Paper No. 10
Presentation Time: 4:15 PM
FOSSIL VERTEBRATE ASSEMBLAGES AND IRIDIUM ANOMALY IN THE CRETACEOUS-PALEOGENE SECTION OF NEW JERSEY
A program of core drilling in the Cretaceous-Paleogene (K/P) stratigraphic interval of the New Jersey coastal plain has established iridium (Ir) excursions at six different sites at the K/P boundary. Several of these sites have associated vertebrate faunas in nearby outcrops and excavations, so for the first time the relationship of vertebrate fossil discoveries to well-documented Ir excursions can be established in this section. The Inversand pit has long been one of the primary sources of vertebrate fossils in the New Jersey K/P interval, and we can now associate a 0.5 ppb Ir anomaly (5x background) with the basal part of the Hornerstown Formation in a core taken adjacent to the pit exposures. The Ir anomaly occurs at the base of the stratigraphic horizon that contains the Main Fossiliferous Layer (MFL). The platinum-iridium ratio of this anomaly is 1.35, indicating an extraterrestrial source. The association of the Ir anomaly with the MFL suggests that the MFL concentration of vertebrates and invertebrates represents immediate post-impact mortality in the wake of deteriorating environmental conditions after bolide impact. Vertebrates found in the MFL include chondrichthyans, osteichthyes, chelonians, crocodylians, mosasaurs, and bird remains. Rare crocodylian remains occur above this, and another fossil assemblage is found 2-3 m above the MFL.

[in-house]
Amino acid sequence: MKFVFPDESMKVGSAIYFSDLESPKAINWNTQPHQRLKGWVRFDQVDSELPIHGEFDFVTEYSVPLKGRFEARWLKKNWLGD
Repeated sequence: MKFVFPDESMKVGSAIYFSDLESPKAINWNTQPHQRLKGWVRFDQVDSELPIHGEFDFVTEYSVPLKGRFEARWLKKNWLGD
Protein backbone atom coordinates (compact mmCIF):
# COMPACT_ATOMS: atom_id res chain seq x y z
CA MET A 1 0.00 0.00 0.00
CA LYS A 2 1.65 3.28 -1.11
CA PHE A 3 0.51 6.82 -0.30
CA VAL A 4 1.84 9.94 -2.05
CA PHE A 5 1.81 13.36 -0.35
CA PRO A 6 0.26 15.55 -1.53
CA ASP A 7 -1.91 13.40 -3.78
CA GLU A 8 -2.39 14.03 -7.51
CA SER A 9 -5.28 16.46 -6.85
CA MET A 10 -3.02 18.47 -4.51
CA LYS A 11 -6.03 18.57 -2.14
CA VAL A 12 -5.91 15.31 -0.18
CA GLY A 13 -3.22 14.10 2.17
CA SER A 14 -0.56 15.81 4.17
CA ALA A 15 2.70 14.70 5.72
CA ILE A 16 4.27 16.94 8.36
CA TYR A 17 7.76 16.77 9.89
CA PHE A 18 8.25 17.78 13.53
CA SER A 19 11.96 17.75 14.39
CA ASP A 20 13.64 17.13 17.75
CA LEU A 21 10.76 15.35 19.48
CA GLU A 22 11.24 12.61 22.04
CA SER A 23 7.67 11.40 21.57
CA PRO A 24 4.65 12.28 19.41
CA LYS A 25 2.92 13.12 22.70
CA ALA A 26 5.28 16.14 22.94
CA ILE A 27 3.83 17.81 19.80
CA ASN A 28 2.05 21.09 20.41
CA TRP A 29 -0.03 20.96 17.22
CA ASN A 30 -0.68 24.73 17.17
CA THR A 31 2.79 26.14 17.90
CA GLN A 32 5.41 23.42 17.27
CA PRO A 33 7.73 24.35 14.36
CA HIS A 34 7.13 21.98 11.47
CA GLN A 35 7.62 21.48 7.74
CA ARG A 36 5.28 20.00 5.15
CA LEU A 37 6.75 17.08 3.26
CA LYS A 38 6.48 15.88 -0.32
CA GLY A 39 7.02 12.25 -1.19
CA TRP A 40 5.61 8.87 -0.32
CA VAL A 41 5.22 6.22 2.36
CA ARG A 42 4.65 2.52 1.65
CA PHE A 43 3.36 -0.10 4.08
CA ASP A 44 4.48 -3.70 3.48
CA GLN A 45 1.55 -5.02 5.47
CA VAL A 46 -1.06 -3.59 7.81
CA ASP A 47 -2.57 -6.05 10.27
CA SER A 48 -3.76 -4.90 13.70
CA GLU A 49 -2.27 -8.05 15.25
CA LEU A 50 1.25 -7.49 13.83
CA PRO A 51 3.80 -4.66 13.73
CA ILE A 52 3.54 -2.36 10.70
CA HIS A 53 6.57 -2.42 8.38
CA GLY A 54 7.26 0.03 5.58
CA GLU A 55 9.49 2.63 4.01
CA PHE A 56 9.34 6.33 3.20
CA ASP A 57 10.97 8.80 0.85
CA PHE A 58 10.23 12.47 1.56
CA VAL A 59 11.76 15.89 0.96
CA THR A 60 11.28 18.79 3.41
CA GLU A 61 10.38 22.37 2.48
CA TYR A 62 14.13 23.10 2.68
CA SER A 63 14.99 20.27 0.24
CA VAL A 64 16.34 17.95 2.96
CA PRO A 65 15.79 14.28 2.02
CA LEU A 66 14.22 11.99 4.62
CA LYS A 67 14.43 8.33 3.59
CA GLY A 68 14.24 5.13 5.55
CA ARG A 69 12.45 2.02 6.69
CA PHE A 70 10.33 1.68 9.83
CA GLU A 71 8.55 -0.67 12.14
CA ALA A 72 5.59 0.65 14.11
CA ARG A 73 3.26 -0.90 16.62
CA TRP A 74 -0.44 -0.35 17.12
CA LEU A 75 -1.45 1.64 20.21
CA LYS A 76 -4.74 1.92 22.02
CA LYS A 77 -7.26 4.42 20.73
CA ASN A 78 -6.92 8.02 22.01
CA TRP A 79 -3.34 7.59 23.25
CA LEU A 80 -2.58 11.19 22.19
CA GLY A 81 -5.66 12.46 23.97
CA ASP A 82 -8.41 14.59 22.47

Just below the basal Hornerstown horizon, the New Egypt Formation yields mosasaurs, plesiosaurs, and dinosaurs. Dryptosaurus aquilunguis (Cope 1866) came from the top of the New Egypt; other dinosaur discoveries in this bed are the remains of hadrosaurs. On biostratigrphic evidence, the New Egypt is now given a late Maastrichtian age. These specimens are the youngest known dinosaurs in the Late Cretaceous of eastern North America, located just below the Ir anomaly level.
At the Meirs Farm site, an Ir anomaly was detected in the base of the Hornerstown Formation. This site was a significant source of mosasaur remains for O. C. Marsh, including the type specimens of several taxa. These and more recently discovered mosasaur and ammonite specimens are from the underlying New Egypt Formation.
In summary, the K/P section in the New Jersey coastal plain shows the response of the biota to impact-driven K/P environmental changes, with extinction of Mesozoic forms and the subsequent dominance of a more modern marine fauna.